Many misconceptions exist within the field of nutrition (which I’m sure you are familiar with a few of them), but how do you separate the myths from the truth? Here are a few common food myths that can hopefully clear up some questions and educate you about the truth!
MYTH: Eating after 8 pm causes weight gain
TRUTH: Weight gain is dependent on how many calories are consumed and the amount of physical activity conducted during the day, NOT by the time of day that you eat. No matter what or when you eat your body will store extra calories as fat.
MYTH: Sugar causes Diabetes
TRUTH: This is probably one of the most common misconceptions about diabetes. If you have diabetes, you need to watch your sugar and carbohydrate intake to properly manage your blood sugar level. However, there is no research that has found sugar directly causes diabetes. The main risk factors for developing Type 2 Diabetes are a diet high in calories, being overweight, and an inactive lifestyle. This does not mean there is a green light to eat as much sugar as you want, as sugar contributes to overall calories, and a high caloric diet is a risk factor for diabetes.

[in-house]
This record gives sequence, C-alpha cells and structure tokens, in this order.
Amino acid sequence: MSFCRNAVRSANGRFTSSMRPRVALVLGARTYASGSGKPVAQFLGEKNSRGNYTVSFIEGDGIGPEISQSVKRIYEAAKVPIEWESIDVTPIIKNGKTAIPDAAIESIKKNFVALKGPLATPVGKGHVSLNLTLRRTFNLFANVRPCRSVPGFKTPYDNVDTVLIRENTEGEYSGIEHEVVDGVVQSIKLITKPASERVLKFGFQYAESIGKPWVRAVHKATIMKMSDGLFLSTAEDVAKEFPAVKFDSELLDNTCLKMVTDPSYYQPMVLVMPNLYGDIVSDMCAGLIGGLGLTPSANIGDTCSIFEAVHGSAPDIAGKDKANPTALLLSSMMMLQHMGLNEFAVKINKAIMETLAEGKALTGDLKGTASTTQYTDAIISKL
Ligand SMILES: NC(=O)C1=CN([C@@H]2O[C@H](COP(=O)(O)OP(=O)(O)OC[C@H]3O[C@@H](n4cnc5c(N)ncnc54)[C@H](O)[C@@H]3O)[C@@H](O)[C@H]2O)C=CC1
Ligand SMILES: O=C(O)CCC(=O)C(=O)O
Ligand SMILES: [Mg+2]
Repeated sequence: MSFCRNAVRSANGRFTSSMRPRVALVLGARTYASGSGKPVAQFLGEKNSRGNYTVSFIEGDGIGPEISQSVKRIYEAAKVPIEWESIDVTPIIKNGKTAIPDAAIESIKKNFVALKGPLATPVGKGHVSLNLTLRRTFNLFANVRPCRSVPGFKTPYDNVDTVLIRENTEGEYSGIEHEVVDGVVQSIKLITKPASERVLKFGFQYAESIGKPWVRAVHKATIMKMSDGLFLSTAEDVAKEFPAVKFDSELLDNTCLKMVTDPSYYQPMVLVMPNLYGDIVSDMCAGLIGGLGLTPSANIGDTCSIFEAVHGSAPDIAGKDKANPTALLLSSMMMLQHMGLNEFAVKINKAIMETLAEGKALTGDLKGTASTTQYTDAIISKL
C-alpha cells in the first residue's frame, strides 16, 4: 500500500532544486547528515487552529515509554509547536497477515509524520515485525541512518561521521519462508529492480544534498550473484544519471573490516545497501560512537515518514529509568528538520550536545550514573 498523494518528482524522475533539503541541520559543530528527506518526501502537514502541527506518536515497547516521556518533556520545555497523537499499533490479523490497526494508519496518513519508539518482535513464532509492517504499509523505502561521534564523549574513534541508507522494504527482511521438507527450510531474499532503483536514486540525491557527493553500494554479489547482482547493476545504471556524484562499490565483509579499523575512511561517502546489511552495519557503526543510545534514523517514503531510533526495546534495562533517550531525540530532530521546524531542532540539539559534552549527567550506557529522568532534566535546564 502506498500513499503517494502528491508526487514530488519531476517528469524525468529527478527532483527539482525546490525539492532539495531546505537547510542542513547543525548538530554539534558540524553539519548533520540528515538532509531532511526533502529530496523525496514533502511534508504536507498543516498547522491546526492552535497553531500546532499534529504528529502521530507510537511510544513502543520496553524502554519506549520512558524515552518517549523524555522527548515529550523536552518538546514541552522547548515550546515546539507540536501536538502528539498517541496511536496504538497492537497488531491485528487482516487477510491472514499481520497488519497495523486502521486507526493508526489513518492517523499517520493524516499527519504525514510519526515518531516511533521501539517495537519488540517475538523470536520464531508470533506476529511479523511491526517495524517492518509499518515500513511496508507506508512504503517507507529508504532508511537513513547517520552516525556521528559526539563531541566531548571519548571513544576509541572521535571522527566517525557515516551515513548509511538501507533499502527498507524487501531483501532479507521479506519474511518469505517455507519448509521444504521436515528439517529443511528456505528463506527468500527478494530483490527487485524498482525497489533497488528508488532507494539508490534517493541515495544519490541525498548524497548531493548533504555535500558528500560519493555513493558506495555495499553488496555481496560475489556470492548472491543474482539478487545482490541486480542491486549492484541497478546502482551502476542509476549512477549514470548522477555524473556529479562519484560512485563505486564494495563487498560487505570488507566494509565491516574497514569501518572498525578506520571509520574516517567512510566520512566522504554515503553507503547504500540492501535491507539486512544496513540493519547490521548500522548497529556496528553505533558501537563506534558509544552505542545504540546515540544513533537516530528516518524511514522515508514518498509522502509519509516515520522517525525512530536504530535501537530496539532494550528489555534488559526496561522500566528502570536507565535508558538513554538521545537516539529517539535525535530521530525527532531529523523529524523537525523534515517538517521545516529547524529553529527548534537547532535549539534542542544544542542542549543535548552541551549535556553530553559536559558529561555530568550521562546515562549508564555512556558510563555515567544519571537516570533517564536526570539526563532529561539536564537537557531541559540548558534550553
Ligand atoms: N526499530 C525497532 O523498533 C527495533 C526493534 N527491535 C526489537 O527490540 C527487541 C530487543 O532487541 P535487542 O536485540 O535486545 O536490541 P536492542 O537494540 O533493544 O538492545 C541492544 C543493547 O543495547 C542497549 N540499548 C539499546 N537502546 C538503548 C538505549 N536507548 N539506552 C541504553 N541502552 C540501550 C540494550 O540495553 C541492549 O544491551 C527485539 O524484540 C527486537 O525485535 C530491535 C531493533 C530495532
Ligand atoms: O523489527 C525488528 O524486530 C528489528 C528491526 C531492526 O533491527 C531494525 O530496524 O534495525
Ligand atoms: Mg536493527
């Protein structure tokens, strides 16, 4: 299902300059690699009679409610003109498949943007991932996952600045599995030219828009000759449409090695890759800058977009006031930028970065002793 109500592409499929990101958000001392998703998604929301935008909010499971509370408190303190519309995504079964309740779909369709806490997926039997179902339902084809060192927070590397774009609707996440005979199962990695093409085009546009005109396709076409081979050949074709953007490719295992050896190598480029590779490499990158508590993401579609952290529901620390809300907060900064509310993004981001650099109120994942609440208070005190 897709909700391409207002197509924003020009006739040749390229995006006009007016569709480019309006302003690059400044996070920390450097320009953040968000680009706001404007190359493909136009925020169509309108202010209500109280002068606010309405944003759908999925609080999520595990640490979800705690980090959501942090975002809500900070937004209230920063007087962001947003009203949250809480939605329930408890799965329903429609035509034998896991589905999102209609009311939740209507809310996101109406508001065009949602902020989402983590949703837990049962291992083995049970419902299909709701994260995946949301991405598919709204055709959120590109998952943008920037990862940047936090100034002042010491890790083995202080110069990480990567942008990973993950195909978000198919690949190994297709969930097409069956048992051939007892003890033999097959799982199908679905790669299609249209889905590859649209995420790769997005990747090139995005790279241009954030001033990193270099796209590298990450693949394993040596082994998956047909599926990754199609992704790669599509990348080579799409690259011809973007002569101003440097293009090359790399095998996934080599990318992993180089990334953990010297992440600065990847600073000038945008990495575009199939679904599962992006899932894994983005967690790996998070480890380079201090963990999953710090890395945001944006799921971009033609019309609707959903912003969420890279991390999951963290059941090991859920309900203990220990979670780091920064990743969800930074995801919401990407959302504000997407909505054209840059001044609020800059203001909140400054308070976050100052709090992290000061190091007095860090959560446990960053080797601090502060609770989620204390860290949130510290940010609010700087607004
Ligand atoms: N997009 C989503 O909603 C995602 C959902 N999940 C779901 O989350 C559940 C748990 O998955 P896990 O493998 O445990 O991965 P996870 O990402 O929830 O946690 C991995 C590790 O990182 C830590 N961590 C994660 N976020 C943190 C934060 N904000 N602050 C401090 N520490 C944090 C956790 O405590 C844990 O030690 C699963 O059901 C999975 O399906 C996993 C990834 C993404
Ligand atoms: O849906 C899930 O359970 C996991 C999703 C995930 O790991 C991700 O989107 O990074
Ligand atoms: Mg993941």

MYTH: Energy drinks are less harmful than soda
TRUTH: Energy drinks like Red Bull, Monster, and Full Throttle attempt to boost your energy with a cache of B vitamins, herbal extracts, and amino acids. But what your body’s going to remember most (especially around your waistline) is the sugar in these concoctions; a 16-ounce can delivers as much as 280 calories of pure sugar, which is about 80 calories more than you’d find in a 16-ounce cup of Pepsi. What’s more, a University of Maryland study found energy drinks to be 11 percent more corrosive to your teeth than regular soda.
MYTH: Skipping meals is a good way to lose weight
TRUTH: Studies show that people who skip breakfast and eat fewer times during the day tend to be heavier than people who eat a healthy breakfast and eat four or five times a day. This may be because people who skip meals tend to feel hungrier later on, and eat more than they normally would. It may also be that eating many small meals throughout the day helps people control their appetites.
MYTH: Eating red meat is bad for your health and makes it harder to lose weight
TRUTH: Eating lean meat in small amounts can be part of a healthy weight-loss plan. Although they contain saturated fat and cholesterol, red meat also contains healthy nutrients such as protein, iron and zinc. Choose cuts of meats that are lower in fat and trim all visible fat.
To learn about other nutrition myths visit www.diabetes.org